A new University of Minnesota study has found that food service workers in school lunch programs lack understanding and resources to achieve the goal of offering more whole grain options to students. The study involved Minnesota school food-service directors and appears in the latest issue of the Journal of Child Nutrition and Management.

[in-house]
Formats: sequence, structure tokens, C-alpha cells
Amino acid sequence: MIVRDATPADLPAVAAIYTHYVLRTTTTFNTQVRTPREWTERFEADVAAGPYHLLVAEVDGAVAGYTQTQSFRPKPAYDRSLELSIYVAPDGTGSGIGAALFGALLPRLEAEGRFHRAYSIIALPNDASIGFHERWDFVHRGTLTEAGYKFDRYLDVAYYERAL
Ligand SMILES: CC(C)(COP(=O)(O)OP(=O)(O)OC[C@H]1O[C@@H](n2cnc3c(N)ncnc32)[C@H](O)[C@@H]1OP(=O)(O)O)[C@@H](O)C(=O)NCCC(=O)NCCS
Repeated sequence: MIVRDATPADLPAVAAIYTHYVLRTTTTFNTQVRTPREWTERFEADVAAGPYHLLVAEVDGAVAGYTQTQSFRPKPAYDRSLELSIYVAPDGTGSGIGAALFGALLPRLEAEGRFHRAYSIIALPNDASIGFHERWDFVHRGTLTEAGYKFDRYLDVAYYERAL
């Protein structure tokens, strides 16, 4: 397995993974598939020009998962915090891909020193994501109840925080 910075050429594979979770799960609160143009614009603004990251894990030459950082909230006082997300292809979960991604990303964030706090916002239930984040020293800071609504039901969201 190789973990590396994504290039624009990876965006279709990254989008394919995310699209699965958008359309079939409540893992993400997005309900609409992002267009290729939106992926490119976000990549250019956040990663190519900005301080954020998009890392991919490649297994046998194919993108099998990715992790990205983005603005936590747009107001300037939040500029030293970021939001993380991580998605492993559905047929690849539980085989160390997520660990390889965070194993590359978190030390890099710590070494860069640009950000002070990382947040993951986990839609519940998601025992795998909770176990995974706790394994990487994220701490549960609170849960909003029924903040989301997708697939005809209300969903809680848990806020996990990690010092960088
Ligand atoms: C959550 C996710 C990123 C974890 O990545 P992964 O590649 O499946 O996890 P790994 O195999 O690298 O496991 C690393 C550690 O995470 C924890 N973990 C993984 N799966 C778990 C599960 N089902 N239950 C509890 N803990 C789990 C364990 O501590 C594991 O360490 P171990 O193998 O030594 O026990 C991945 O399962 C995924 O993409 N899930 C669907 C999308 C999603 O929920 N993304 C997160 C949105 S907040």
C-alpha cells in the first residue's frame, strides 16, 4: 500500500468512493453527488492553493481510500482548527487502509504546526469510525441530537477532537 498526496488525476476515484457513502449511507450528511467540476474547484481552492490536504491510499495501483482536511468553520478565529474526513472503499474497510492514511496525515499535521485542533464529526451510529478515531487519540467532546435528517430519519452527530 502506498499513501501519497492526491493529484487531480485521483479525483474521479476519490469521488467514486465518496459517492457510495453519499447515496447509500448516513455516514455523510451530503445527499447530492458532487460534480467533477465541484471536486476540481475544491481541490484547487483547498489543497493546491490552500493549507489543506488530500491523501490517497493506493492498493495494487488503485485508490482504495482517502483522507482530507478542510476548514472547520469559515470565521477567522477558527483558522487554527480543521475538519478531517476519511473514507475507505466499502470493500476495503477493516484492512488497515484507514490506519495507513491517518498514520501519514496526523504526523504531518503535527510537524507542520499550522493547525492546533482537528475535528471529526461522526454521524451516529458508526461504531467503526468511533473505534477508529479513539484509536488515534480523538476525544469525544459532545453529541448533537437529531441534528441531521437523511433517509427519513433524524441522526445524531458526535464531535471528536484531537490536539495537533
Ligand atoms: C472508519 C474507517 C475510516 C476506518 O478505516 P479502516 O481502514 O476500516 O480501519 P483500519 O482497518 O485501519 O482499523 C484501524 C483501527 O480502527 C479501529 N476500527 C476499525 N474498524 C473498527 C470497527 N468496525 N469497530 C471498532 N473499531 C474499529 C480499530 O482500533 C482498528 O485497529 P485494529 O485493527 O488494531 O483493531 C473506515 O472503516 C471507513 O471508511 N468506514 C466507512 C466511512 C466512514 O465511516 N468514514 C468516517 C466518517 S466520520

The researchers found that while food-service workers are aware of the health benefits of whole-grain foods, they aren’t always sure whether a particular product meets the whole-grain criteria. The directors surveyed also cited higher costs and difficulty finding vendors who sold whole-grain products as factors hampering the introduction of more whole grains into school meals. Most experts recommend at least three servings of whole-grain foods a day, but children in the U.S. average only about one per day.